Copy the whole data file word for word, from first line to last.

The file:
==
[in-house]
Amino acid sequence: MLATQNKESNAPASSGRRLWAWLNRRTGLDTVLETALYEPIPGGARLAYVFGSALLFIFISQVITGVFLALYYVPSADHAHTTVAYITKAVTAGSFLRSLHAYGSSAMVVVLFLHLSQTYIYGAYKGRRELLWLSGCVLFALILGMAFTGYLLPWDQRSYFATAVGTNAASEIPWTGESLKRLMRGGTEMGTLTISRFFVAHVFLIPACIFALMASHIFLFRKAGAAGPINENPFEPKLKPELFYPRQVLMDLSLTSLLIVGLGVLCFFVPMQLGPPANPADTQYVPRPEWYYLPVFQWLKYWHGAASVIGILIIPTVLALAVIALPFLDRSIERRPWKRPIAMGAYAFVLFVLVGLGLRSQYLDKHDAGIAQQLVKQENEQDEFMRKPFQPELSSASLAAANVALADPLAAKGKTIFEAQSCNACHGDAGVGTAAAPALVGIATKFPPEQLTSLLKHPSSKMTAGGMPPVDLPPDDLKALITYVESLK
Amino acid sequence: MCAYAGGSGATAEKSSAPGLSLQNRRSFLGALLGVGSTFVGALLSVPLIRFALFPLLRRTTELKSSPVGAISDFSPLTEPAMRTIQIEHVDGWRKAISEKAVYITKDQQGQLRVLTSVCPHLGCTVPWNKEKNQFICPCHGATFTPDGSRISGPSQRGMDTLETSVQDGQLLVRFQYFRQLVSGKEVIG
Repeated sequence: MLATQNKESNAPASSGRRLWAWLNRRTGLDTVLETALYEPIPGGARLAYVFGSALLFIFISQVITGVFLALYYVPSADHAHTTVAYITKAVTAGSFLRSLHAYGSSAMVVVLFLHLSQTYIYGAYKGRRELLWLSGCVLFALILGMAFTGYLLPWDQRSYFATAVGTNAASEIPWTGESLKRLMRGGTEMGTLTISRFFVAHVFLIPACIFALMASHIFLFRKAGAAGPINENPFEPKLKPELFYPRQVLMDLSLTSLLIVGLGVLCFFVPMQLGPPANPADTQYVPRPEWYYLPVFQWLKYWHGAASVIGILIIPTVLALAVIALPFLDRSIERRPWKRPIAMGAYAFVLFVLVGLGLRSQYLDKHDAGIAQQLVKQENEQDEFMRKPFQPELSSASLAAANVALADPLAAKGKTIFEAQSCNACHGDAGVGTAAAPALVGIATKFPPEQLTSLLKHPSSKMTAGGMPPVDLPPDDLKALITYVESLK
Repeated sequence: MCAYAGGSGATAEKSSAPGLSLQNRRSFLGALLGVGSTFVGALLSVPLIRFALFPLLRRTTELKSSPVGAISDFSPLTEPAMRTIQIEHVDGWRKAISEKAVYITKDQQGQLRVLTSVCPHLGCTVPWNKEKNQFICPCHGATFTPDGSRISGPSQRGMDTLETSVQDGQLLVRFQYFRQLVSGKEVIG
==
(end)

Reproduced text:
[in-house]
Amino acid sequence: MLATQNKESNAPASSGRRLWAWLNRRTGLDTVLETALYEPIPGGARLAYVFGSALLFIFISQVITGVFLALYYVPSADHAHTTVAYITKAVTAGSFLRSLHAYGSSAMVVVLFLHLSQTYIYGAYKGRRELLWLSGCVLFALILGMAFTGYLLPWDQRSYFATAVGTNAASEIPWTGESLKRLMRGGTEMGTLTISRFFVAHVFLIPACIFALMASHIFLFRKAGAAGPINENPFEPKLKPELFYPRQVLMDLSLTSLLIVGLGVLCFFVPMQLGPPANPADTQYVPRPEWYYLPVFQWLKYWHGAASVIGILIIPTVLALAVIALPFLDRSIERRPWKRPIAMGAYAFVLFVLVGLGLRSQYLDKHDAGIAQQLVKQENEQDEFMRKPFQPELSSASLAAANVALADPLAAKGKTIFEAQSCNACHGDAGVGTAAAPALVGIATKFPPEQLTSLLKHPSSKMTAGGMPPVDLPPDDLKALITYVESLK
Amino acid sequence: MCAYAGGSGATAEKSSAPGLSLQNRRSFLGALLGVGSTFVGALLSVPLIRFALFPLLRRTTELKSSPVGAISDFSPLTEPAMRTIQIEHVDGWRKAISEKAVYITKDQQGQLRVLTSVCPHLGCTVPWNKEKNQFICPCHGATFTPDGSRISGPSQRGMDTLETSVQDGQLLVRFQYFRQLVSGKEVIG
Repeated sequence: MLATQNKESNAPASSGRRLWAWLNRRTGLDTVLETALYEPIPGGARLAYVFGSALLFIFISQVITGVFLALYYVPSADHAHTTVAYITKAVTAGSFLRSLHAYGSSAMVVVLFLHLSQTYIYGAYKGRRELLWLSGCVLFALILGMAFTGYLLPWDQRSYFATAVGTNAASEIPWTGESLKRLMRGGTEMGTLTISRFFVAHVFLIPACIFALMASHIFLFRKAGAAGPINENPFEPKLKPELFYPRQVLMDLSLTSLLIVGLGVLCFFVPMQLGPPANPADTQYVPRPEWYYLPVFQWLKYWHGAASVIGILIIPTVLALAVIALPFLDRSIERRPWKRPIAMGAYAFVLFVLVGLGLRSQYLDKHDAGIAQQLVKQENEQDEFMRKPFQPELSSASLAAANVALADPLAAKGKTIFEAQSCNACHGDAGVGTAAAPALVGIATKFPPEQLTSLLKHPSSKMTAGGMPPVDLPPDDLKALITYVESLK
Repeated sequence: MCAYAGGSGATAEKSSAPGLSLQNRRSFLGALLGVGSTFVGALLSVPLIRFALFPLLRRTTELKSSPVGAISDFSPLTEPAMRTIQIEHVDGWRKAISEKAVYITKDQQGQLRVLTSVCPHLGCTVPWNKEKNQFICPCHGATFTPDGSRISGPSQRGMDTLETSVQDGQLLVRFQYFRQLVSGKEVIG